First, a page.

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Old 10-17-2006, 01:53 PM   #6
Ol' Grog
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Thank you "babe of the forum." That brings up another question that I've been meaning to ask about the BB kits. Would changing out their yeast, Nottinghams, really make the brew different. I've read countless times that beer is yeast and better yeast will change your brew 100 percent. Where does Nottingham's sit with ya'll? OK? Good? Bad???
One thing that Lorenae brought out was that these kits are complete. I'm really happy with that. I'm not that comfortable ordering a different kit and not knowing exactly what I need. Like steeping grains. Do they assume you have a steeping bag? Sure it's easy to get, but when brew day comes and you DON'T have it, then it ain't going to happen.

 
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Old 10-17-2006, 03:14 PM   #7
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Quote:
Originally Posted by TheJadedDog
Austin Homebrew Supply has some great kits and their shipping policy is pretty good, I would suggest looking at them as another ingredient resource if you're looking to try new things.
I second that! AHS is great!

 
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Old 10-17-2006, 04:08 PM   #8
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The one variable I seldom mess with, except for a specific purpose, is the yeast. A hefe, for example, requires a specific yeast, but for my every-day brewing, I always use Nottinghams (I don't use kits). It is cheap, reliable and predictable. I will mix up just about every other element except the yeast routinely.

An interesting experiment might be to do side by side brewing of two identical batches, save only the specific yeast used, and see how they turn out.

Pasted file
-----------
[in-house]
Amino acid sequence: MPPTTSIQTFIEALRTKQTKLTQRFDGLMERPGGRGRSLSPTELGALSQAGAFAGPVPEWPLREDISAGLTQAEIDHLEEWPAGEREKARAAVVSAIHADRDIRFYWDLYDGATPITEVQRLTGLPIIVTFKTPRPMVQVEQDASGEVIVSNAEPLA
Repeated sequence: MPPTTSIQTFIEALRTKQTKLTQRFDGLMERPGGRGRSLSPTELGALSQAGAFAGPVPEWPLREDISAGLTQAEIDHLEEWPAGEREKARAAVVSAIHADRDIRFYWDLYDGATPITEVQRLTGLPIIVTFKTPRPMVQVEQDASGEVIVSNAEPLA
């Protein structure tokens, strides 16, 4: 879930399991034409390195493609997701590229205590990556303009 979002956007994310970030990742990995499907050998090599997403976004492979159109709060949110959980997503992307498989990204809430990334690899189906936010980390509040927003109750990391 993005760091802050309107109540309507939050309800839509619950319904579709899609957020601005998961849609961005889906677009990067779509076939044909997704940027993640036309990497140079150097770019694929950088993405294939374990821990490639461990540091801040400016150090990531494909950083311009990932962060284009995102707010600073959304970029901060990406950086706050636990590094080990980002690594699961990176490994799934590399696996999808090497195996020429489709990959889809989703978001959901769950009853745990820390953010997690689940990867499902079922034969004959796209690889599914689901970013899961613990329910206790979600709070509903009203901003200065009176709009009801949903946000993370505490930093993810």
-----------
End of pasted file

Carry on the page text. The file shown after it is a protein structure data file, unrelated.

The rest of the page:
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Old 10-17-2006, 04:50 PM   #9
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Still, as far as kit's go BB is a great kit.

Grog, what I think you should do is avail yourself of some of the great recipes that are on this site or in the Beer Captured book that Chuck sells and make a clone of whatever you want to. If you're doing a BB kit, you already have the skills required.

Chuck will help you get everything you need the first couple of times and from then on you'll be able to hook yourself up except for milling grain.

Also, I highly recommend that you make the transition to liquid yeast, even if you do a BB kit. You can split starters, etc. to save yourself money. It will improve your brewing.
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Old 10-17-2006, 04:58 PM   #10
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Nottingham is good for most ales, but there are styles that require specific yeasts: hefe, wheats, belgians, kolsh. I've done side-by-side ferments on porters & stouts using Nottingham vs liquid yeasts & people can't tell the difference.